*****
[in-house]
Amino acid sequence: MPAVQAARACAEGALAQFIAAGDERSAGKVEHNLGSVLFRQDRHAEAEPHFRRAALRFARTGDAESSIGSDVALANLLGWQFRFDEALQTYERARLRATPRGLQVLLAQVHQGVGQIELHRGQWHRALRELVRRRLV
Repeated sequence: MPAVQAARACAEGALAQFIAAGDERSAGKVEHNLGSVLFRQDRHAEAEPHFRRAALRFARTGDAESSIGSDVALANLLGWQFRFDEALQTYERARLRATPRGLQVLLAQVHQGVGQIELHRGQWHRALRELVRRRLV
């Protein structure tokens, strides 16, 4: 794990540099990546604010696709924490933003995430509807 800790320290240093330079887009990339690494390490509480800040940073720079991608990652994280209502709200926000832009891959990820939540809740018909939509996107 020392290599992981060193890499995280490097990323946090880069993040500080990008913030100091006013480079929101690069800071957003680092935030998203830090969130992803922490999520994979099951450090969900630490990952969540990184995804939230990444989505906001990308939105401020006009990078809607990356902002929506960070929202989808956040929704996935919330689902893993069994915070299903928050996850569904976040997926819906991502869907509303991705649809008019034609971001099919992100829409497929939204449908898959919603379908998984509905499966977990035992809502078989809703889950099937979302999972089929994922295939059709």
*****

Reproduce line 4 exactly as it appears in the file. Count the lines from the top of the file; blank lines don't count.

């Protein structure tokens, strides 16, 4: 794990540099990546604010696709924490933003995430509807 800790320290240093330079887009990339690494390490509480800040940073720079991608990652994280209502709200926000832009891959990820939540809740018909939509996107 020392290599992981060193890499995280490097990323946090880069993040500080990008913030100091006013480079929101690069800071957003680092935030998203830090969130992803922490999520994979099951450090969900630490990952969540990184995804939230990444989505906001990308939105401020006009990078809607990356902002929506960070929202989808956040929704996935919330689902893993069994915070299903928050996850569904976040997926819906991502869907509303991705649809008019034609971001099919992100829409497929939204449908898959919603379908998984509905499966977990035992809502078989809703889950099937979302999972089929994922295939059709």